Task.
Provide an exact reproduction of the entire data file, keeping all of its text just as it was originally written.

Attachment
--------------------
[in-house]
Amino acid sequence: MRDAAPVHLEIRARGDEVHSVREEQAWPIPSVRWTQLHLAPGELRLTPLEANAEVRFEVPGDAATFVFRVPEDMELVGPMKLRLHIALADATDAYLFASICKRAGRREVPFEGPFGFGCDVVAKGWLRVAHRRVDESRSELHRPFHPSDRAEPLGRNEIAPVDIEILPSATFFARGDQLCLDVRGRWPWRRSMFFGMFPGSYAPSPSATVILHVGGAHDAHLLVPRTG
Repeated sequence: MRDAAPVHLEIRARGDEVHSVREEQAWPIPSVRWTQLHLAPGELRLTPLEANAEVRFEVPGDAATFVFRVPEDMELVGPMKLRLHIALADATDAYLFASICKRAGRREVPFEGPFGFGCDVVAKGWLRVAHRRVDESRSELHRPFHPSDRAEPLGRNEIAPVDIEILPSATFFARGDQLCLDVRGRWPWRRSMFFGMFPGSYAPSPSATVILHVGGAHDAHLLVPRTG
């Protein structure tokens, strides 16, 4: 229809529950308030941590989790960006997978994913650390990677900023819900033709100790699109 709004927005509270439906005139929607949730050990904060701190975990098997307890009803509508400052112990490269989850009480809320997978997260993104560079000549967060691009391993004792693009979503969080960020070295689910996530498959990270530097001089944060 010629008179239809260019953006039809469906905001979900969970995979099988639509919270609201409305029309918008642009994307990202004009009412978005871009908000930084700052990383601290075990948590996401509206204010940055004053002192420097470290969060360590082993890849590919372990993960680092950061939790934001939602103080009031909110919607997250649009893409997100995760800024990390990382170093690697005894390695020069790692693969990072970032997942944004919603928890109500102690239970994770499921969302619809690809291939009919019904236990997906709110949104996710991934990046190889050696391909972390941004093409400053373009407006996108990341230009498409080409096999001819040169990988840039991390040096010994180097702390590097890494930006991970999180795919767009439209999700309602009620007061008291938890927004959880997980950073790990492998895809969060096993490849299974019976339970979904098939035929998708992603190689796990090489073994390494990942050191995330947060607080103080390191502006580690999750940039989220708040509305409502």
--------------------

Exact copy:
[in-house]
Amino acid sequence: MRDAAPVHLEIRARGDEVHSVREEQAWPIPSVRWTQLHLAPGELRLTPLEANAEVRFEVPGDAATFVFRVPEDMELVGPMKLRLHIALADATDAYLFASICKRAGRREVPFEGPFGFGCDVVAKGWLRVAHRRVDESRSELHRPFHPSDRAEPLGRNEIAPVDIEILPSATFFARGDQLCLDVRGRWPWRRSMFFGMFPGSYAPSPSATVILHVGGAHDAHLLVPRTG
Repeated sequence: MRDAAPVHLEIRARGDEVHSVREEQAWPIPSVRWTQLHLAPGELRLTPLEANAEVRFEVPGDAATFVFRVPEDMELVGPMKLRLHIALADATDAYLFASICKRAGRREVPFEGPFGFGCDVVAKGWLRVAHRRVDESRSELHRPFHPSDRAEPLGRNEIAPVDIEILPSATFFARGDQLCLDVRGRWPWRRSMFFGMFPGSYAPSPSATVILHVGGAHDAHLLVPRTG
């Protein structure tokens, strides 16, 4: 229809529950308030941590989790960006997978994913650390990677900023819900033709100790699109 709004927005509270439906005139929607949730050990904060701190975990098997307890009803509508400052112990490269989850009480809320997978997260993104560079000549967060691009391993004792693009979503969080960020070295689910996530498959990270530097001089944060 010629008179239809260019953006039809469906905001979900969970995979099988639509919270609201409305029309918008642009994307990202004009009412978005871009908000930084700052990383601290075990948590996401509206204010940055004053002192420097470290969060360590082993890849590919372990993960680092950061939790934001939602103080009031909110919607997250649009893409997100995760800024990390990382170093690697005894390695020069790692693969990072970032997942944004919603928890109500102690239970994770499921969302619809690809291939009919019904236990997906709110949104996710991934990046190889050696391909972390941004093409400053373009407006996108990341230009498409080409096999001819040169990988840039991390040096010994180097702390590097890494930006991970999180795919767009439209999700309602009620007061008291938890927004959880997980950073790990492998895809969060096993490849299974019976339970979904098939035929998708992603190689796990090489073994390494990942050191995330947060607080103080390191502006580690999750940039989220708040509305409502």